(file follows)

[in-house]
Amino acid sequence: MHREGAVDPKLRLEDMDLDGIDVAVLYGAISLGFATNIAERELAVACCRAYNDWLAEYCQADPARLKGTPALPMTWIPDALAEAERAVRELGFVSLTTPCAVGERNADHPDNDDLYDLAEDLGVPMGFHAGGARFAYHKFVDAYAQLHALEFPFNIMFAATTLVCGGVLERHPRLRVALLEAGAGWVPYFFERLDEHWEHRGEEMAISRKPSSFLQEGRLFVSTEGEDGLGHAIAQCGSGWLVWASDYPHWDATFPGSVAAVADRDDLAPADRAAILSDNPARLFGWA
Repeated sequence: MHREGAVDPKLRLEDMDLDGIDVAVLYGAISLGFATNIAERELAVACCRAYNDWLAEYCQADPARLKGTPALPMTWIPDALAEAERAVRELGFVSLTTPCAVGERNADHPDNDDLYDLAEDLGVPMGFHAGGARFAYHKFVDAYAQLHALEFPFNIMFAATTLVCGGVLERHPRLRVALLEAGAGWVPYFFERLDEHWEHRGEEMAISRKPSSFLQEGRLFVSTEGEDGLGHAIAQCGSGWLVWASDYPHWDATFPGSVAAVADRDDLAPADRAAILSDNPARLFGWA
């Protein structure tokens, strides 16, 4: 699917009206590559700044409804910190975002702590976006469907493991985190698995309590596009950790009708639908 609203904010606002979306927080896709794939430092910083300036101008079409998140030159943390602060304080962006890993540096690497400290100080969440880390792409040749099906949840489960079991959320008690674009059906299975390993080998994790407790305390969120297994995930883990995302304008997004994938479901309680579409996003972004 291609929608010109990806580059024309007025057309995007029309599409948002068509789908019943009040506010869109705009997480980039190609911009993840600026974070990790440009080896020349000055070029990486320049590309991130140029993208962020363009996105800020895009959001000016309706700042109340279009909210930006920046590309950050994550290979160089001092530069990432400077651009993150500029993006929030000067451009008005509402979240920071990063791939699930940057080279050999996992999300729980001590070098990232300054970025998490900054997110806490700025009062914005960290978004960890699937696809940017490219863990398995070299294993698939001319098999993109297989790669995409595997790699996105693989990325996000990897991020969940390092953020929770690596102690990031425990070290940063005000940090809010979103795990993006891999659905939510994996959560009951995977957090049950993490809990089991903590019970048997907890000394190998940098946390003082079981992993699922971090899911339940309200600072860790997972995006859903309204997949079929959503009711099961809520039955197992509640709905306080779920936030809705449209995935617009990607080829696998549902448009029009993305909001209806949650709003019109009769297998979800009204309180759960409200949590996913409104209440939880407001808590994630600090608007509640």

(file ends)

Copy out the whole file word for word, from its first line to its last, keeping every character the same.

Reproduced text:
[in-house]
Amino acid sequence: MHREGAVDPKLRLEDMDLDGIDVAVLYGAISLGFATNIAERELAVACCRAYNDWLAEYCQADPARLKGTPALPMTWIPDALAEAERAVRELGFVSLTTPCAVGERNADHPDNDDLYDLAEDLGVPMGFHAGGARFAYHKFVDAYAQLHALEFPFNIMFAATTLVCGGVLERHPRLRVALLEAGAGWVPYFFERLDEHWEHRGEEMAISRKPSSFLQEGRLFVSTEGEDGLGHAIAQCGSGWLVWASDYPHWDATFPGSVAAVADRDDLAPADRAAILSDNPARLFGWA
Repeated sequence: MHREGAVDPKLRLEDMDLDGIDVAVLYGAISLGFATNIAERELAVACCRAYNDWLAEYCQADPARLKGTPALPMTWIPDALAEAERAVRELGFVSLTTPCAVGERNADHPDNDDLYDLAEDLGVPMGFHAGGARFAYHKFVDAYAQLHALEFPFNIMFAATTLVCGGVLERHPRLRVALLEAGAGWVPYFFERLDEHWEHRGEEMAISRKPSSFLQEGRLFVSTEGEDGLGHAIAQCGSGWLVWASDYPHWDATFPGSVAAVADRDDLAPADRAAILSDNPARLFGWA
């Protein structure tokens, strides 16, 4: 699917009206590559700044409804910190975002702590976006469907493991985190698995309590596009950790009708639908 609203904010606002979306927080896709794939430092910083300036101008079409998140030159943390602060304080962006890993540096690497400290100080969440880390792409040749099906949840489960079991959320008690674009059906299975390993080998994790407790305390969120297994995930883990995302304008997004994938479901309680579409996003972004 291609929608010109990806580059024309007025057309995007029309599409948002068509789908019943009040506010869109705009997480980039190609911009993840600026974070990790440009080896020349000055070029990486320049590309991130140029993208962020363009996105800020895009959001000016309706700042109340279009909210930006920046590309950050994550290979160089001092530069990432400077651009993150500029993006929030000067451009008005509402979240920071990063791939699930940057080279050999996992999300729980001590070098990232300054970025998490900054997110806490700025009062914005960290978004960890699937696809940017490219863990398995070299294993698939001319098999993109297989790669995409595997790699996105693989990325996000990897991020969940390092953020929770690596102690990031425990070290940063005000940090809010979103795990993006891999659905939510994996959560009951995977957090049950993490809990089991903590019970048997907890000394190998940098946390003082079981992993699922971090899911339940309200600072860790997972995006859903309204997949079929959503009711099961809520039955197992509640709905306080779920936030809705449209995935617009990607080829696998549902448009029009993305909001209806949650709003019109009769297998979800009204309180759960409200949590996913409104209440939880407001808590994630600090608007509640």